Regeneration of missing body parts is an incredible ability which is present in a wide number of species. However, this regenerative capability varies among different organisms. Urodeles (salamanders) are able to completely regenerate limbs after amputation through the essential process of blastema formation. The blastema is a collection of relatively undifferentiated progenitor cells that proliferate and repattern to form the internal tissues of a regenerated limb. Understanding blastema formation in salamanders may enable comparative studies with other animals, including mammals, with more limited regenerative abilities and may inspire future therapeutic approaches in humans. This review focuses on the current state of knowledge about how limb blastemas form in salamanders, highlighting both the possible roles of epigenetic controls in this process as well as limitations to scientific understanding that present opportunities for research.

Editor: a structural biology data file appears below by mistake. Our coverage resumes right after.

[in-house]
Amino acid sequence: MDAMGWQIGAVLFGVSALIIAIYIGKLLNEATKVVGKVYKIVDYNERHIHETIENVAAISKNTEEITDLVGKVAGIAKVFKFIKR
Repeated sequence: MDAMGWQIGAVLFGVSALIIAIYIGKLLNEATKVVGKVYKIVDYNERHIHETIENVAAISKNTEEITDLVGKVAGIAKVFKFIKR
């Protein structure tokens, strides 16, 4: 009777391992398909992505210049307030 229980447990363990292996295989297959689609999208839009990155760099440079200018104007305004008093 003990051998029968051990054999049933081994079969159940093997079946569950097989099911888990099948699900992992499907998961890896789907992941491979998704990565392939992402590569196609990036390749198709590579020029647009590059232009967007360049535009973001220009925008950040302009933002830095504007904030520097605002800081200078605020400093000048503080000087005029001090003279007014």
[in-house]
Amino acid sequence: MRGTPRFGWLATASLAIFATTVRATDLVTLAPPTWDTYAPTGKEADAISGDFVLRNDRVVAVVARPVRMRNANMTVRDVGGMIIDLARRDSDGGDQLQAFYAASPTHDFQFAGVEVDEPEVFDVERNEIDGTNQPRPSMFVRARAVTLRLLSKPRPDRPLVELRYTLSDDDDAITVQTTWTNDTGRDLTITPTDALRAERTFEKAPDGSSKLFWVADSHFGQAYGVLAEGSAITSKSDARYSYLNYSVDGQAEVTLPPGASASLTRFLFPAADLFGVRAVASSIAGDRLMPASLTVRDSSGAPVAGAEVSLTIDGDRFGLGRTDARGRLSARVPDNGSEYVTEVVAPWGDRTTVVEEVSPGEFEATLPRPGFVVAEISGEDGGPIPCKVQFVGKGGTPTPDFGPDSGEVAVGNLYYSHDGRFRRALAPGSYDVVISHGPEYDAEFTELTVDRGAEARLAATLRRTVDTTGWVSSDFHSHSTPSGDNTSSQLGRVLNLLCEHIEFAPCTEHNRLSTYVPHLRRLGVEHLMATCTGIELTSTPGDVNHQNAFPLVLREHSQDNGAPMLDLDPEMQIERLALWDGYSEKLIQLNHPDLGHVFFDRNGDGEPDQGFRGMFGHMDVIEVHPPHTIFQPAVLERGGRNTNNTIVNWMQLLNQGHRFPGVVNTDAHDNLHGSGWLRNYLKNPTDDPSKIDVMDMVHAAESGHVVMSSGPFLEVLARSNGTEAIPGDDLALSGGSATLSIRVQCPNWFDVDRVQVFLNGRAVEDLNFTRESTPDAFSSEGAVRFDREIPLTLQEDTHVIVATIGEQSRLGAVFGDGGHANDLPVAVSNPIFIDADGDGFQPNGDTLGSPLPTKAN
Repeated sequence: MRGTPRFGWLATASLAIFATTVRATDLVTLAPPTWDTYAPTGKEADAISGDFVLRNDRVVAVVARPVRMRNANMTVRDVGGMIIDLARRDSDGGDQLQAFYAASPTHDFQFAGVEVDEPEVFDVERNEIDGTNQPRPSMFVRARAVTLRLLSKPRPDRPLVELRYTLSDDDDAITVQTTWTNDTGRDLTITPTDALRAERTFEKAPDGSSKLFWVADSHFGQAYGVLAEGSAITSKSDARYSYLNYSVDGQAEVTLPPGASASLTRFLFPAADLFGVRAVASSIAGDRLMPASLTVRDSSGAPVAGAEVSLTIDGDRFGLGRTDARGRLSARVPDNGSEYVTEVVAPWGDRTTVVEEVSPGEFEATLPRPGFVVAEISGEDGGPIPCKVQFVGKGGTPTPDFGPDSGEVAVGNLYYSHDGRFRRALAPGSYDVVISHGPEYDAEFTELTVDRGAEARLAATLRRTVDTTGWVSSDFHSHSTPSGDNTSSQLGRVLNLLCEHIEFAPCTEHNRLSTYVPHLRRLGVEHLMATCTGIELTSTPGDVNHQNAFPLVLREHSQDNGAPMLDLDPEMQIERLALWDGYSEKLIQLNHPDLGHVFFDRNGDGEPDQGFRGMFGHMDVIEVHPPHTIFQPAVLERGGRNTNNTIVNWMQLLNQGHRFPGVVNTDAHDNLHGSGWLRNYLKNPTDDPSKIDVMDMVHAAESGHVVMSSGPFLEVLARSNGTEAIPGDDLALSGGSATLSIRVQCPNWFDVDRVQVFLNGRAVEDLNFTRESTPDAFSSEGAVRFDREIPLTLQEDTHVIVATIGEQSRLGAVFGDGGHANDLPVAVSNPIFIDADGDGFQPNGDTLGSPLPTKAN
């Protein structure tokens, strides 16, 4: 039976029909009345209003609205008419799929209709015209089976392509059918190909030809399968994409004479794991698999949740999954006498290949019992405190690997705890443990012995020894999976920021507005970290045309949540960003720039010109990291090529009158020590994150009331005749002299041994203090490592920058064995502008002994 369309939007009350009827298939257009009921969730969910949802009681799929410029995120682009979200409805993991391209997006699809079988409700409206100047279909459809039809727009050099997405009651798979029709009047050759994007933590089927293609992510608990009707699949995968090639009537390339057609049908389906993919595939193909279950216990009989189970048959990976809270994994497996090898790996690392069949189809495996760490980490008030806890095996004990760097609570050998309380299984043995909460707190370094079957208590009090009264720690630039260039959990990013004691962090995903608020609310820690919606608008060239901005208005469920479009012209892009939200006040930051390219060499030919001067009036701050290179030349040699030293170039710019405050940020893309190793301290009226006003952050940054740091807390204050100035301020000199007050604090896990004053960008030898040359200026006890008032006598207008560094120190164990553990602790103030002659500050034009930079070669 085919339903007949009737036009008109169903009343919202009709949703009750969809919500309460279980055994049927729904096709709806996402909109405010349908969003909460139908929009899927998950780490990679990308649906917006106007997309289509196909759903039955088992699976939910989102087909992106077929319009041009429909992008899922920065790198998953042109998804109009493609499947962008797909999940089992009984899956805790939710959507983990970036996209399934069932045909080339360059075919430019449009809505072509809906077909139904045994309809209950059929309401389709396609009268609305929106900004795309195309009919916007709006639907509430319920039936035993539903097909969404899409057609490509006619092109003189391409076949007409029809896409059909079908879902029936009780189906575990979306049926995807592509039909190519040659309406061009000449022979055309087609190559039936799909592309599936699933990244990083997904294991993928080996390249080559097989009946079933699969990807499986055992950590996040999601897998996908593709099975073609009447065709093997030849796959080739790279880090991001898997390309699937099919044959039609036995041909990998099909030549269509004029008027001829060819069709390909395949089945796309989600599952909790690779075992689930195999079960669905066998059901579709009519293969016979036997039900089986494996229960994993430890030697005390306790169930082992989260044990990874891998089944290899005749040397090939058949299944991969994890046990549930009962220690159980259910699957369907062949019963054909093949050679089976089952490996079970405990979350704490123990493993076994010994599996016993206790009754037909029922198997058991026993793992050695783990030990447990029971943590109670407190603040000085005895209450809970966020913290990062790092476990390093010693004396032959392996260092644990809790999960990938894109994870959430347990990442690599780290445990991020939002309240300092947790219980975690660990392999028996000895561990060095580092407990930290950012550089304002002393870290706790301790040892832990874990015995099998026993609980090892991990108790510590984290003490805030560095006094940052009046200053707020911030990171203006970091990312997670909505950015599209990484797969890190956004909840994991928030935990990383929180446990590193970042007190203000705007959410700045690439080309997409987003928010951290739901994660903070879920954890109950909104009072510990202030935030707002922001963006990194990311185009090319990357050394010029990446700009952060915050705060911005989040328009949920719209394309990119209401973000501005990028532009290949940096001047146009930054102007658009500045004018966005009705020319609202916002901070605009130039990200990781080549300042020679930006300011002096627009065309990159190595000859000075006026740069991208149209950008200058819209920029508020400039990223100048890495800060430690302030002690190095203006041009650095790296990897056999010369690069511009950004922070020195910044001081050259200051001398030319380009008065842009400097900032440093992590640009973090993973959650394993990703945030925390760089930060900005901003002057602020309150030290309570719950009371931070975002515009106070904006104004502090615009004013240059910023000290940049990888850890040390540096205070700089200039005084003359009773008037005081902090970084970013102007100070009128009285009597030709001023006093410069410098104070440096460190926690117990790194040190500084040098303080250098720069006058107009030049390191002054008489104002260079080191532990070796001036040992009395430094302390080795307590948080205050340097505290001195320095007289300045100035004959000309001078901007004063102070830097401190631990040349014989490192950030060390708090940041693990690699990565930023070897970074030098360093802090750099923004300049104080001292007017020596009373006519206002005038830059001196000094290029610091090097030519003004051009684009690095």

Copyright © 2023 The Authors. Published by Elsevier Inc. All rights reserved.

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Jessica Whited studies limb regeneration in axolotl salamanders. Her lab develops tools to manipulate gene expression during limb regeneration, and explores signaling events following wound healing that initiate the regenerative process.

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